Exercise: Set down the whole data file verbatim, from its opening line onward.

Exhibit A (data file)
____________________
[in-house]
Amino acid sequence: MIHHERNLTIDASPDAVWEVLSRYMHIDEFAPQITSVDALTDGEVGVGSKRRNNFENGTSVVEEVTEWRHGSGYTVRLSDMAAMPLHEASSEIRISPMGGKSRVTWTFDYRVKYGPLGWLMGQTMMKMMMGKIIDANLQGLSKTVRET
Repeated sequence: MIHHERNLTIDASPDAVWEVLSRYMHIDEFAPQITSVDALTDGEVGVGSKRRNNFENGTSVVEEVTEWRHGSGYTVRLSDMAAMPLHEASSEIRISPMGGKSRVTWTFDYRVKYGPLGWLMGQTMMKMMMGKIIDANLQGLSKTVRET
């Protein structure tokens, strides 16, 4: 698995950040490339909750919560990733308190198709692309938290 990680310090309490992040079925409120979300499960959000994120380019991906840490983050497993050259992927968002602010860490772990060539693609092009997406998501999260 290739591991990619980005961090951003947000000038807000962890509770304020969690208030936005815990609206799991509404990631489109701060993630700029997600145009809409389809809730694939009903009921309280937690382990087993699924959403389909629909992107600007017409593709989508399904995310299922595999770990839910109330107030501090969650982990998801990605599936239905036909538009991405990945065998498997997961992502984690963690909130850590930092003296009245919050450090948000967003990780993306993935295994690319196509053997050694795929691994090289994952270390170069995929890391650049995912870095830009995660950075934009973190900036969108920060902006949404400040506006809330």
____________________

[in-house]
Amino acid sequence: MIHHERNLTIDASPDAVWEVLSRYMHIDEFAPQITSVDALTDGEVGVGSKRRNNFENGTSVVEEVTEWRHGSGYTVRLSDMAAMPLHEASSEIRISPMGGKSRVTWTFDYRVKYGPLGWLMGQTMMKMMMGKIIDANLQGLSKTVRET
Repeated sequence: MIHHERNLTIDASPDAVWEVLSRYMHIDEFAPQITSVDALTDGEVGVGSKRRNNFENGTSVVEEVTEWRHGSGYTVRLSDMAAMPLHEASSEIRISPMGGKSRVTWTFDYRVKYGPLGWLMGQTMMKMMMGKIIDANLQGLSKTVRET
């Protein structure tokens, strides 16, 4: 698995950040490339909750919560990733308190198709692309938290 990680310090309490992040079925409120979300499960959000994120380019991906840490983050497993050259992927968002602010860490772990060539693609092009997406998501999260 290739591991990619980005961090951003947000000038807000962890509770304020969690208030936005815990609206799991509404990631489109701060993630700029997600145009809409389809809730694939009903009921309280937690382990087993699924959403389909629909992107600007017409593709989508399904995310299922595999770990839910109330107030501090969650982990998801990605599936239905036909538009991405990945065998498997997961992502984690963690909130850590930092003296009245919050450090948000967003990780993306993935295994690319196509053997050694795929691994090289994952270390170069995929890391650049995912870095830009995660950075934009973190900036969108920060902006949404400040506006809330």